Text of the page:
Dr. McIntyre: I would say my area of specialization first and foremost is communication education, which is different from instructional communication. Instructional communication generally looks at the communicative behaviors we use in the classroom regardless of discipline. I focus on communication education, which is specifically designing curriculum and making pedagogical choices that help people learn communication knowledge and skills, with an emphasis in public speaking.

Do you do any work outside of teaching?

Dr. McIntyre: I do workshops all the time, but they’re generally academic related. I’ll go and do workshops for organizations sometimes, like banks. The ones I’ve done lately have mostly been on campus for other programs like Testing Services. I do a lot of one-on-one consulting now.

What was it like doing a workshop for a bank?

Dr. McIntyre: The bank asked me to come and work with some of their employees on how to improve their client communication as well as their communication in larger groups. So we talked about some misconceptions people have with communication, like how people think it’s reversible but it’s not. We shaped foundational understandings of communication. We also looked at some simple structures you can have, whether it’s one-on-one or large scale, to help keep conversations focused.

Can you tell me about your upcoming lecture?

Dr. McIntyre: I’m going to be talking about Michael Motley’s communication orientation versus performance orientation to public speaking, which has to do with how we manage anxiety through how we think about our audience and our goals as public speakers. I plan on making the lecture more interactive and have activities, as opposed to a more traditional lecture. I’d like to have people talk about things that make them nervous and how they respond to that nervousness. Sometimes I like to have people stand up, and we practice breathing exercises because that can also help with anxiety management.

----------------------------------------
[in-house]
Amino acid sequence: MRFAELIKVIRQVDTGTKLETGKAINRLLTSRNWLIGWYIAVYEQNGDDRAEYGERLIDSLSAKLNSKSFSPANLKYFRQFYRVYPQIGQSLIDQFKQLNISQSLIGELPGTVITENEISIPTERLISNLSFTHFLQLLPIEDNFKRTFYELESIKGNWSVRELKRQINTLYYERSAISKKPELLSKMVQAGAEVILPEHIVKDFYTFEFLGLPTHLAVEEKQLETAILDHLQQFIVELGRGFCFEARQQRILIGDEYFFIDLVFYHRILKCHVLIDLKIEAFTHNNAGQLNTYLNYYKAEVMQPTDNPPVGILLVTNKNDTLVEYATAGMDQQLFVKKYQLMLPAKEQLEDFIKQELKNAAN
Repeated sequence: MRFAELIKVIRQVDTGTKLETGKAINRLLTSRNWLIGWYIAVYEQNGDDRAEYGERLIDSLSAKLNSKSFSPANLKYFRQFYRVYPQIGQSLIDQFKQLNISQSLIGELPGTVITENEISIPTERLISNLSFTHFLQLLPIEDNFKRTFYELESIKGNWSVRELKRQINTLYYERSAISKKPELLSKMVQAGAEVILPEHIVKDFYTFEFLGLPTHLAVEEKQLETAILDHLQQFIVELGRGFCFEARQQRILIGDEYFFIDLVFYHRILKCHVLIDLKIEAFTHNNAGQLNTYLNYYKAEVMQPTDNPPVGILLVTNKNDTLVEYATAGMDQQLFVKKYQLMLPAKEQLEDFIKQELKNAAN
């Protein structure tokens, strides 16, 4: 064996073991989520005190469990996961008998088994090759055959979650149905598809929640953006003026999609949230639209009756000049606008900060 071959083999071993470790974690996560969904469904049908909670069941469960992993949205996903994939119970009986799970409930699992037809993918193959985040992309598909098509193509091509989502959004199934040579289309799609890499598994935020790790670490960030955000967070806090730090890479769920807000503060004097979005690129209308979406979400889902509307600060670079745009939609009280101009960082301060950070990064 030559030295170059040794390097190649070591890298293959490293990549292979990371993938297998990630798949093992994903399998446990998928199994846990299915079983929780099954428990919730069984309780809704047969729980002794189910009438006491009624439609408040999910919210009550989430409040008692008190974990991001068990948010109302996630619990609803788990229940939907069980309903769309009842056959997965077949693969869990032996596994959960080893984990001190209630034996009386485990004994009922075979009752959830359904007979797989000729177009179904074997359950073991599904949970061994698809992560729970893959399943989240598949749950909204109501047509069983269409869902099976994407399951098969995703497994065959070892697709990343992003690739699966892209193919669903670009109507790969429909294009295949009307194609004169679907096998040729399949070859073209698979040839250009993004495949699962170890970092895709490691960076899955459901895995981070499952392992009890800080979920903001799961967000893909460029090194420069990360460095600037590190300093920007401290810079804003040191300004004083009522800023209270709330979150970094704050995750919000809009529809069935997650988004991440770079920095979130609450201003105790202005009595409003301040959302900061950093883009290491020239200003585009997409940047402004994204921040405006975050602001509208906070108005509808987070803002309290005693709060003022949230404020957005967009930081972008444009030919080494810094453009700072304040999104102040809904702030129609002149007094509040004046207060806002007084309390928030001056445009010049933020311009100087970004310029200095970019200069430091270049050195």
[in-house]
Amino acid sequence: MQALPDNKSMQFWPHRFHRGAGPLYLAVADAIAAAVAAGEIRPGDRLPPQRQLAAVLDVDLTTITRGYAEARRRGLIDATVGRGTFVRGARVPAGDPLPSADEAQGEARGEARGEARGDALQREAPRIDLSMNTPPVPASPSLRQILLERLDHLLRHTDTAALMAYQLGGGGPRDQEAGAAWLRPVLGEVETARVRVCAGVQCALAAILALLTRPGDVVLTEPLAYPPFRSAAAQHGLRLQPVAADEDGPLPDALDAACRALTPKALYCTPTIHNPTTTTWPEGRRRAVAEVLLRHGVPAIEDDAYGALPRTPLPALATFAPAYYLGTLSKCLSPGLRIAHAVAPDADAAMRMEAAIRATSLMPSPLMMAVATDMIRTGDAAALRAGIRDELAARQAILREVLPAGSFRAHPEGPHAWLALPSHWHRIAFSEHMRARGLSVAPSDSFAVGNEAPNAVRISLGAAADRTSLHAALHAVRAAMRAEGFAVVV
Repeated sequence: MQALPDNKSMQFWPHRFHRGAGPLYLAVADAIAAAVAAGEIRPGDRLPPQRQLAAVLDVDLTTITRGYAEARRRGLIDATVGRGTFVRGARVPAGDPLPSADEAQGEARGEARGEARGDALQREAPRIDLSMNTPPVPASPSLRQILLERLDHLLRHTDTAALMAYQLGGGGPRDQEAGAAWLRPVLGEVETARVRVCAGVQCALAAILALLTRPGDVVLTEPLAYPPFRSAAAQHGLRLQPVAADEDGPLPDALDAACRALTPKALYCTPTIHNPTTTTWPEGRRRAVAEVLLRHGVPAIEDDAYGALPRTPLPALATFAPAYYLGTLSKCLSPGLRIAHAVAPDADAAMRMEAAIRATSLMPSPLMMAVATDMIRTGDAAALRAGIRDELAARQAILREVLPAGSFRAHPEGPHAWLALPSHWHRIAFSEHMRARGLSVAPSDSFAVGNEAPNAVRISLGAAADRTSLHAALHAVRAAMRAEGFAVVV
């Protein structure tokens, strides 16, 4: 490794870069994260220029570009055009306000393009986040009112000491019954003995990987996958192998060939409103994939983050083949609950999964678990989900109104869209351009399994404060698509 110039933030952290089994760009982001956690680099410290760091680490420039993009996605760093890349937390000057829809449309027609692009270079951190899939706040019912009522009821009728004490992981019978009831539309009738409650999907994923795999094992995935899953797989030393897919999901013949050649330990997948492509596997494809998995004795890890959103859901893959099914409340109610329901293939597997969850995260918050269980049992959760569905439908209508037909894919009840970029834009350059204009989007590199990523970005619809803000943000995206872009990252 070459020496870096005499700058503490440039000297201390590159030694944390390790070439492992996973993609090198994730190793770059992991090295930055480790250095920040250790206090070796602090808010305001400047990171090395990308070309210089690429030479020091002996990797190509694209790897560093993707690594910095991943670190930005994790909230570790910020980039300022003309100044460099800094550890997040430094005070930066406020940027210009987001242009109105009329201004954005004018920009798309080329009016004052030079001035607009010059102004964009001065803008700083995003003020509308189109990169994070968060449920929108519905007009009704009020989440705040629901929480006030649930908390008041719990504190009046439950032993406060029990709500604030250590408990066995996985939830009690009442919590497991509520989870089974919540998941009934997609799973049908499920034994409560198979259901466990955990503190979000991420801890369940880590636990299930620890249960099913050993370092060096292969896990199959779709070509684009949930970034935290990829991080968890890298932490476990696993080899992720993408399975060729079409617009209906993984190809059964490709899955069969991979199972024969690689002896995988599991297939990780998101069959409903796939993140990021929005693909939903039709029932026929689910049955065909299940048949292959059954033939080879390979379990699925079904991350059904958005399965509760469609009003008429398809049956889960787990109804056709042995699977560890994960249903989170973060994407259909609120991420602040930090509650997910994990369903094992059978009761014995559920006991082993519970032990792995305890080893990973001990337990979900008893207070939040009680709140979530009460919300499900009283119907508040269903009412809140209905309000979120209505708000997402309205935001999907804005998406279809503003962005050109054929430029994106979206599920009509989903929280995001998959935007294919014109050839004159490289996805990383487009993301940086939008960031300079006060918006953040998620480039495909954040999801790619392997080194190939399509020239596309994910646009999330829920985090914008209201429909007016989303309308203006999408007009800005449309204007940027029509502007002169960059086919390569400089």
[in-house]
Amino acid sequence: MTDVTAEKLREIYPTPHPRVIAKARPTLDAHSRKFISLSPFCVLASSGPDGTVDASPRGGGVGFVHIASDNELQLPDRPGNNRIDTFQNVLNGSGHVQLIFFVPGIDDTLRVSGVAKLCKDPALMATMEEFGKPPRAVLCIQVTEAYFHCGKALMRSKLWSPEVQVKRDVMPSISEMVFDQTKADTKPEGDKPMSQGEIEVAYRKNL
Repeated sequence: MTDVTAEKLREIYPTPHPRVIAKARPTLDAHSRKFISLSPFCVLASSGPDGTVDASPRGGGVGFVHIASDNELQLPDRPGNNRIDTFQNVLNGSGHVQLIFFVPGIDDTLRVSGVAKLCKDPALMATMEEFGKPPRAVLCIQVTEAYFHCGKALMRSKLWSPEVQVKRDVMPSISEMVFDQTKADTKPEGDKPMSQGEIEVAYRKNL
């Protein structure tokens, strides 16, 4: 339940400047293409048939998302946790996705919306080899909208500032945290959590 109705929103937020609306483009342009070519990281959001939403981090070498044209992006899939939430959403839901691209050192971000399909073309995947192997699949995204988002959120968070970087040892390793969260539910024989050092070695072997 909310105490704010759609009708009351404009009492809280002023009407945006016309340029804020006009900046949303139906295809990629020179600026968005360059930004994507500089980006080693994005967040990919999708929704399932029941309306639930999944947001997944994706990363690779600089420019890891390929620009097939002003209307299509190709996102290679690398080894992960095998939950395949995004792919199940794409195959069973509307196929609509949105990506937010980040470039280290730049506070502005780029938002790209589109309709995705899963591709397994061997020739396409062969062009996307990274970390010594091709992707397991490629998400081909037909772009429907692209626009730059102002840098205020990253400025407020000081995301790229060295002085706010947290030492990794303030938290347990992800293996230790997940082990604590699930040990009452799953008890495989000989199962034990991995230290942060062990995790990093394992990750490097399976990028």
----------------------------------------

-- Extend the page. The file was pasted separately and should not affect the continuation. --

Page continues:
Who is your lecture geared towards?

Dr. McIntyre: My lecture is going to be for anyone who has to get up in front of a group of people and have words come out of their mouth. The skill sets we use as public speakers are easily adapted to one-on-one interactions. Even if you don’t speak publicly in front of a lot of people, understanding performance versus communication orientations can help you frame how you interact with others.

What do you hope people who attend your lecture get out of it?

Dr. McIntyre: My goal would be that they leave not necessarily having their anxiety gone, but having a different way of thinking about their public speaking anxiety. More so, I want them to think about what it is we do as public speakers and what our goals are. It’s perfection versus connection. Most of us have a perfection orientation, so if they leave at the end of that hour even leaning a little bit more towards the goal of connection as public speakers, that would be awesome.

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Don’t miss Dr. McIntyre’s lecture on November 9th. RSVP via Facebook or register here.  The suggested donation for the event is $20 for community members and $5 for students (with ID).